In this article, James introduces a research project led by Huddersfield University. It promotes inclusive, community-led approaches to accessible and sustainable public health education to reduce maternal and infant mortality and improve child development. Using songs to promote public health education and increase interaction between mothers and their children is part of a holistic approach to early childhood development and education.
In Zambia in 2018, up to 15 women per week lost their lives in pregnancy due to preventable non-communicable causes. In May 2019, the president declared a public health emergency in Zambia. He called for ‘heightened interventions’ in maternal and child health (MCH) to ensure no woman or child dies, seeking new approaches to MCH that are sustainable and can be scaled up.
The reasons for maternal and infant mortality in Zambia are complex and involve a wide range of economic and social issues. These include significant differences between the services available in rural areas and urban centres, high rates of illiteracy, stigmatisation of unmarried pregnant women, and the availability of and distance to clinics. An important colonial legacy has also negatively affected the provision of MCH care. In the 1970s, various NGOs from the northern hemisphere sought to retrain traditional birth attendants (TBA) – women in the community who help pregnant women during pregnancy, especially when giving birth.
Although many TBA practices were inappropriate to the health and wellbeing of mothers and children, the desire to upskill TBAs ignored the intimate cultural, community and social aspects of their work. As a result, the intervention was only partially successful as the majority of TBAs did not complete their training and the sustainability of the programmes was affected by finite funding cycles and NGOs leaving the country.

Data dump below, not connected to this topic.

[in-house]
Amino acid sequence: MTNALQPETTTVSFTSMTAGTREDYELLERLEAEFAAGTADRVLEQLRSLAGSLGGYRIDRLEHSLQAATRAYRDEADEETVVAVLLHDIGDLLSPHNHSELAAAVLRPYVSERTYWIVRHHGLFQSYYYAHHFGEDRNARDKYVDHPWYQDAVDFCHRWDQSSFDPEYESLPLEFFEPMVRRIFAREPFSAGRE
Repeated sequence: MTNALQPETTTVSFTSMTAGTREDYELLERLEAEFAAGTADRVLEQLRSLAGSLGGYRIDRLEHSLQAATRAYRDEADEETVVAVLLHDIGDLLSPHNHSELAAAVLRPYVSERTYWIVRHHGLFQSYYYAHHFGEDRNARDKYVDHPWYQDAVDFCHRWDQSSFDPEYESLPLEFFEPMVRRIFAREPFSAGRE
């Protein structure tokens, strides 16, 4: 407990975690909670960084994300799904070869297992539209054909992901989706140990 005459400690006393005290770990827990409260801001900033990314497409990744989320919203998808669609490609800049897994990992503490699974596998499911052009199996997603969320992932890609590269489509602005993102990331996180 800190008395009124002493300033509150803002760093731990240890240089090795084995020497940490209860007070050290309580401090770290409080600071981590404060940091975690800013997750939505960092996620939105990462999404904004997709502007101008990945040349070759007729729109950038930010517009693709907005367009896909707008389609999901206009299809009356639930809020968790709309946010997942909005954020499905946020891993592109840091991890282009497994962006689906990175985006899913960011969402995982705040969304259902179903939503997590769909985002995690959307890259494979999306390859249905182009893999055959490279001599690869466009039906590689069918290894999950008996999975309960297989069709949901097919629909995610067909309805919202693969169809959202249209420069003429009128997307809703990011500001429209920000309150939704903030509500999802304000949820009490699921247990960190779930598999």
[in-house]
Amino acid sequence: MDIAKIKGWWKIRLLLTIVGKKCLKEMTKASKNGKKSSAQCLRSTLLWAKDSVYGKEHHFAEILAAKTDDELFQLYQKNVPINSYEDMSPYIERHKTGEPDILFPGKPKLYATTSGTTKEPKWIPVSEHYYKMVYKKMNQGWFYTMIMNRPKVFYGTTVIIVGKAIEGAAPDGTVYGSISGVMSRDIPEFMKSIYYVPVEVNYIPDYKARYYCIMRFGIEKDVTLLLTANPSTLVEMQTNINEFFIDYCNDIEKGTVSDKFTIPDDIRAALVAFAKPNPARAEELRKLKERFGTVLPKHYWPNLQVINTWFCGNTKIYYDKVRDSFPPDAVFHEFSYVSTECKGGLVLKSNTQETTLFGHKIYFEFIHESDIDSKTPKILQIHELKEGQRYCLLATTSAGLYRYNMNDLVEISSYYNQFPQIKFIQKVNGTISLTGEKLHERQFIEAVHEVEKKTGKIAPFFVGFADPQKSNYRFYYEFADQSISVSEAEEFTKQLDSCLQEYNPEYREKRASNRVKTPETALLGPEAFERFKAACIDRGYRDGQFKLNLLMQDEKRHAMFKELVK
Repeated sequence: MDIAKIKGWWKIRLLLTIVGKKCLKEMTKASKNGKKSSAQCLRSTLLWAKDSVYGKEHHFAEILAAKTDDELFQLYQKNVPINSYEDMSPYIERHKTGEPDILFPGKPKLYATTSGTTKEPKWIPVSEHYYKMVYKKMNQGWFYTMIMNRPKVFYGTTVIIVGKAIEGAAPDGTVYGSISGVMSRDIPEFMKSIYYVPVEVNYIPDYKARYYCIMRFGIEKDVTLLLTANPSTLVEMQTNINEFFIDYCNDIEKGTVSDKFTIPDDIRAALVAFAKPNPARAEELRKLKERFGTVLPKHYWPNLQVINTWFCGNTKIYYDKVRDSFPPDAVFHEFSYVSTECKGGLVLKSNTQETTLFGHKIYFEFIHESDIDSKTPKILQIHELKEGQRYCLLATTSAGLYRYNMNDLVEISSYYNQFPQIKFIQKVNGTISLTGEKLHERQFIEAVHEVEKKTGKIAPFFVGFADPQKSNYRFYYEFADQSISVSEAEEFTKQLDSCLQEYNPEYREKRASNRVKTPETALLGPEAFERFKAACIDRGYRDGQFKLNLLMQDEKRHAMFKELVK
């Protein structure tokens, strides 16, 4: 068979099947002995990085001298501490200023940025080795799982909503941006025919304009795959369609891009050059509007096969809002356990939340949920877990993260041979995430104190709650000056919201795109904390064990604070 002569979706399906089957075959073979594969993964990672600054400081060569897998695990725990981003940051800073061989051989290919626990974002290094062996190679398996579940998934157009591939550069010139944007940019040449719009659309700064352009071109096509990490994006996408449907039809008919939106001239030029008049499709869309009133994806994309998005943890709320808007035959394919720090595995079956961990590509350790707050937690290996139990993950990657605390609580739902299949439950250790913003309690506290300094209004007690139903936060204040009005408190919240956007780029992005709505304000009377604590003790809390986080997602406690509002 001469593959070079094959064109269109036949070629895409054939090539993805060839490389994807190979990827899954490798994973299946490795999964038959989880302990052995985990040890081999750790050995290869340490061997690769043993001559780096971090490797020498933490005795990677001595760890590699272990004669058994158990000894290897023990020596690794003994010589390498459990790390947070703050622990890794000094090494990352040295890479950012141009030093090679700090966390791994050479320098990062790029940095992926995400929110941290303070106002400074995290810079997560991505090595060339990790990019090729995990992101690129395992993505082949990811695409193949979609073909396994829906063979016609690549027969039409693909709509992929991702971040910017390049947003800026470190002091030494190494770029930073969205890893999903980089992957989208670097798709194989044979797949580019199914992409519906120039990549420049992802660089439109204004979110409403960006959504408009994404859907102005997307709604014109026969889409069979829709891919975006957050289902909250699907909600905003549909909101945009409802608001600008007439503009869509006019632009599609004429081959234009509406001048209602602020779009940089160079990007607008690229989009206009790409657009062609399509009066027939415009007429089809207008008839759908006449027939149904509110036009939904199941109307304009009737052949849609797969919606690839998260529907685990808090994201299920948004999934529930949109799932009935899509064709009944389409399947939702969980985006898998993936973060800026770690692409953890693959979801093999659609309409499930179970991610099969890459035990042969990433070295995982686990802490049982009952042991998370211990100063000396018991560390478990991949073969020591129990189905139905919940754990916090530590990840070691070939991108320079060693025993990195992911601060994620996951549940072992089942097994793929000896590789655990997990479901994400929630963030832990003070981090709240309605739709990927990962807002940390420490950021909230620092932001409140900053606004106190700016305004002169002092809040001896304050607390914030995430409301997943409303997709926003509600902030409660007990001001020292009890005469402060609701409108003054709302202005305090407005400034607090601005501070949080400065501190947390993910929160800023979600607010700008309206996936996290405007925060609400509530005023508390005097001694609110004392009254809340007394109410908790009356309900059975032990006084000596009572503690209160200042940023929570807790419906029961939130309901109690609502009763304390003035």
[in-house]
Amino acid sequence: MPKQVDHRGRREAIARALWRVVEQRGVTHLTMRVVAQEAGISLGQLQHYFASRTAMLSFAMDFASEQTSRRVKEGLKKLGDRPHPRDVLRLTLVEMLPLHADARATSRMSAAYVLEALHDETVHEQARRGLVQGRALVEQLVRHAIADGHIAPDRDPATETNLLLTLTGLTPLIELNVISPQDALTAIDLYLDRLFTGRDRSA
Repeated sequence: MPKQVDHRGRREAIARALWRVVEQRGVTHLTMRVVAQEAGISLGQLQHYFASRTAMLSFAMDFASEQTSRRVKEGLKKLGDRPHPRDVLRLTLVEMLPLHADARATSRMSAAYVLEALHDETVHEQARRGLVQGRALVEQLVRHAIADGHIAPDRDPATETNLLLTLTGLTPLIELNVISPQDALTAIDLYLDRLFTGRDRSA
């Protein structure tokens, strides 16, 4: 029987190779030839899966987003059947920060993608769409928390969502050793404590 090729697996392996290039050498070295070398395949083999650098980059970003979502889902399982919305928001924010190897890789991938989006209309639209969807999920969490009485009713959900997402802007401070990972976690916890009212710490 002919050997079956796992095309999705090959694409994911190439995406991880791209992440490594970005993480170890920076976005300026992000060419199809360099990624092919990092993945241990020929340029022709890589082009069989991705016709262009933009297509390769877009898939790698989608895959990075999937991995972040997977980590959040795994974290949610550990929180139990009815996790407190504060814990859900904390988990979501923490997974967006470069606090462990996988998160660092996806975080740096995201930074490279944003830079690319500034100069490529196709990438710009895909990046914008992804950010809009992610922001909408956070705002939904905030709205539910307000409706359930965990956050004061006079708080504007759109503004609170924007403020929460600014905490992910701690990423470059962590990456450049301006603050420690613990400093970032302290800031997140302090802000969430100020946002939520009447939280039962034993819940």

Today, the cultural and social aspects of the TBAs’ work has been incorporated into Safe Motherhood Action Groups (SMAGs) so that MCH education continues to be provided in local communities, alongside clinical care, by local women, with local women. The Ministry of Health has contracted local NGOs, including St John Zambia, to develop the Mama na Mwana (mother and baby) project where volunteers are specifically trained to provide basic healthcare check-ups, advice and support. Nonetheless, recent gains in reducing the incidence of maternal and infant mortality have stalled.
Developing a local sustainable approach
The research team from Huddersfield University developed a partnership with St John Zambia, to define, develop and deliver a zero-cost, sustainable innovation strategy that could be scaled up. We wanted to start from an understanding of the everyday work of the MCH volunteers to avoid the colonising mistakes of the past. During 2019 we explored the work of the volunteers and clinical staff, all of whom were women, at two clinics in Lusaka in a one-day arts-based workshop,.
The workshop began with a discussion to assess the cultural and social efficacy of the ‘baby box’, a concept that is gaining interest globally as a tool for reducing maternal and infant mortality. We did not promote the box as appropriate. It is too expensive and the contents and design promote very specific notions of motherhood and ‘desired’ mothering practices that come from the global north. Instead, we explored how westernised practices compare to local experiences. The participants’ critiques of the baby box included it being made from inappropriate materials, it cannot be used to carry a sleeping baby, and it resembles a coffin!